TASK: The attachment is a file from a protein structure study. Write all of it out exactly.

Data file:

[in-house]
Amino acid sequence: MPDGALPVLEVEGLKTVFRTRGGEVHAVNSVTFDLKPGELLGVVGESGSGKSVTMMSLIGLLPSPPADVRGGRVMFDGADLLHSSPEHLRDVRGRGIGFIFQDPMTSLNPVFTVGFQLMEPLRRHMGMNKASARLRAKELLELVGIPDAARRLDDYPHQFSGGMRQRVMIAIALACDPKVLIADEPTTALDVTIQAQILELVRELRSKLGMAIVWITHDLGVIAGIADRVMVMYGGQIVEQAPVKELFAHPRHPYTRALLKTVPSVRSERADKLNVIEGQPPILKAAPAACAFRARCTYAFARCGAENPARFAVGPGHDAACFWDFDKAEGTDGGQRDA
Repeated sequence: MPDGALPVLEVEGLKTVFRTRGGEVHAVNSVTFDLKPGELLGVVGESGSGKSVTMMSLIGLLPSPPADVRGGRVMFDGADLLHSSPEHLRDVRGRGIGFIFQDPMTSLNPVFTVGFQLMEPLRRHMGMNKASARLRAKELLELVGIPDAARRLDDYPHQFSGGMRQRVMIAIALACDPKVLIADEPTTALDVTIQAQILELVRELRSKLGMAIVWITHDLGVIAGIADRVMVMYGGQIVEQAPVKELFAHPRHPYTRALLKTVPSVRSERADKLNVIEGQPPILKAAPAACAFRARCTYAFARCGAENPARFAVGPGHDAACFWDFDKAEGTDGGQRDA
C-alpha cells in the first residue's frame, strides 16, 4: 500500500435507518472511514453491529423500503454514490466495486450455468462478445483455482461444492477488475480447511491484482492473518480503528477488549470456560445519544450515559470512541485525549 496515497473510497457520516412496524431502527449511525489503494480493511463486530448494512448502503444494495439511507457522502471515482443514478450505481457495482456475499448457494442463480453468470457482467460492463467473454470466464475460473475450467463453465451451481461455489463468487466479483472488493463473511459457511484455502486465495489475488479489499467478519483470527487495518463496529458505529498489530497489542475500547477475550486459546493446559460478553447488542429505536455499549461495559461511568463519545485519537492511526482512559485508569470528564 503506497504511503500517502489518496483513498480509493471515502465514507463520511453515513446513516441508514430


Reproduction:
[in-house]
Amino acid sequence: MPDGALPVLEVEGLKTVFRTRGGEVHAVNSVTFDLKPGELLGVVGESGSGKSVTMMSLIGLLPSPPADVRGGRVMFDGADLLHSSPEHLRDVRGRGIGFIFQDPMTSLNPVFTVGFQLMEPLRRHMGMNKASARLRAKELLELVGIPDAARRLDDYPHQFSGGMRQRVMIAIALACDPKVLIADEPTTALDVTIQAQILELVRELRSKLGMAIVWITHDLGVIAGIADRVMVMYGGQIVEQAPVKELFAHPRHPYTRALLKTVPSVRSERADKLNVIEGQPPILKAAPAACAFRARCTYAFARCGAENPARFAVGPGHDAACFWDFDKAEGTDGGQRDA
Repeated sequence: MPDGALPVLEVEGLKTVFRTRGGEVHAVNSVTFDLKPGELLGVVGESGSGKSVTMMSLIGLLPSPPADVRGGRVMFDGADLLHSSPEHLRDVRGRGIGFIFQDPMTSLNPVFTVGFQLMEPLRRHMGMNKASARLRAKELLELVGIPDAARRLDDYPHQFSGGMRQRVMIAIALACDPKVLIADEPTTALDVTIQAQILELVRELRSKLGMAIVWITHDLGVIAGIADRVMVMYGGQIVEQAPVKELFAHPRHPYTRALLKTVPSVRSERADKLNVIEGQPPILKAAPAACAFRARCTYAFARCGAENPARFAVGPGHDAACFWDFDKAEGTDGGQRDA
C-alpha cells in the first residue's frame, strides 16, 4: 500500500435507518472511514453491529423500503454514490466495486450455468462478445483455482461444492477488475480447511491484482492473518480503528477488549470456560445519544450515559470512541485525549 496515497473510497457520516412496524431502527449511525489503494480493511463486530448494512448502503444494495439511507457522502471515482443514478450505481457495482456475499448457494442463480453468470457482467460492463467473454470466464475460473475450467463453465451451481461455489463468487466479483472488493463473511459457511484455502486465495489475488479489499467478519483470527487495518463496529458505529498489530497489542475500547477475550486459546493446559460478553447488542429505536455499549461495559461511568463519545485519537492511526482512559485508569470528564 503506497504511503500517502489518496483513498480509493471515502465514507463520511453515513446513516441508514430